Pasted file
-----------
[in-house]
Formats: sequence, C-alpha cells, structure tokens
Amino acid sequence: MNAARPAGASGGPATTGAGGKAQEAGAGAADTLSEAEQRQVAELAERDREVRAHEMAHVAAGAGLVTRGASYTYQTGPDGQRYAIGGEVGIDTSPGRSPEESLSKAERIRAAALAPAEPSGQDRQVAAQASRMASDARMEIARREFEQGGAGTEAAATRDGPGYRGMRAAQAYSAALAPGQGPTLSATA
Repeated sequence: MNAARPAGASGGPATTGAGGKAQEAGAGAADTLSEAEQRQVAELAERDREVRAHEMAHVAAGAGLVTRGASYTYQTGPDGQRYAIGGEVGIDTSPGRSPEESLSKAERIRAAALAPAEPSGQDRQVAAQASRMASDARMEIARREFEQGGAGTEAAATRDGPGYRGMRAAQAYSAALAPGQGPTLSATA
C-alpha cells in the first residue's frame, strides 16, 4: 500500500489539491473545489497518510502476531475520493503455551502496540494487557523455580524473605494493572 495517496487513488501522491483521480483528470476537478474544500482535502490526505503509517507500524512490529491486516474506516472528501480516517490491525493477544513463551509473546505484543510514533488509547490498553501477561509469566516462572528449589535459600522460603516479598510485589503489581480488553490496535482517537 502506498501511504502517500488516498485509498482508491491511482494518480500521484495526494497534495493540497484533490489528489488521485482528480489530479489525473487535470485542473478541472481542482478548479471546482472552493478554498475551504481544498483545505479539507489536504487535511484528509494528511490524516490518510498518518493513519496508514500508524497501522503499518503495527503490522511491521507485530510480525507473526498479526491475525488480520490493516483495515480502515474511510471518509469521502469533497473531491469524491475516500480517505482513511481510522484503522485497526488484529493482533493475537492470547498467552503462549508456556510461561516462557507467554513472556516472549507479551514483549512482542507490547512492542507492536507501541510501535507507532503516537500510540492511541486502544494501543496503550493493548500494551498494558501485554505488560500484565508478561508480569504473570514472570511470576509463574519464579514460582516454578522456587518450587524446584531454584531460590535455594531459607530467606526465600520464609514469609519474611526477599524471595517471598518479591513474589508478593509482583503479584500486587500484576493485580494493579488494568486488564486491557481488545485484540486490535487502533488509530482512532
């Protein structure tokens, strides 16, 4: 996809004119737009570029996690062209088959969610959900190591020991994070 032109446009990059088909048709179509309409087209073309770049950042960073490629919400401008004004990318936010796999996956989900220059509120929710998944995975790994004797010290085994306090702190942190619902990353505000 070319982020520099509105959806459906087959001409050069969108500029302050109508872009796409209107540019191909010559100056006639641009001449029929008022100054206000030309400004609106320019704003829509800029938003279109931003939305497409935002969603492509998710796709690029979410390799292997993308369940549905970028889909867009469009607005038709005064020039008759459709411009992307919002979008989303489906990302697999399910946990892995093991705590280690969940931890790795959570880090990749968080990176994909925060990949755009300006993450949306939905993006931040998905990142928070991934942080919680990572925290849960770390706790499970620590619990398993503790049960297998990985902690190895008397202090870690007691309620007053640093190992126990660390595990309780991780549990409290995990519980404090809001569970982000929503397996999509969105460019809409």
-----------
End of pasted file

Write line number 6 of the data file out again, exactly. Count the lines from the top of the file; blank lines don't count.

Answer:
């Protein structure tokens, strides 16, 4: 996809004119737009570029996690062209088959969610959900190591020991994070 032109446009990059088909048709179509309409087209073309770049950042960073490629919400401008004004990318936010796999996956989900220059509120929710998944995975790994004797010290085994306090702190942190619902990353505000 070319982020520099509105959806459906087959001409050069969108500029302050109508872009796409209107540019191909010559100056006639641009001449029929008022100054206000030309400004609106320019704003829509800029938003279109931003939305497409935002969603492509998710796709690029979410390799292997993308369940549905970028889909867009469009607005038709005064020039008759459709411009992307919002979008989303489906990302697999399910946990892995093991705590280690969940931890790795959570880090990749968080990176994909925060990949755009300006993450949306939905993006931040998905990142928070991934942080919680990572925290849960770390706790499970620590619990398993503790049960297998990985902690190895008397202090870690007691309620007053640093190992126990660390595990309780991780549990409290995990519980404090809001569970982000929503397996999509969105460019809409």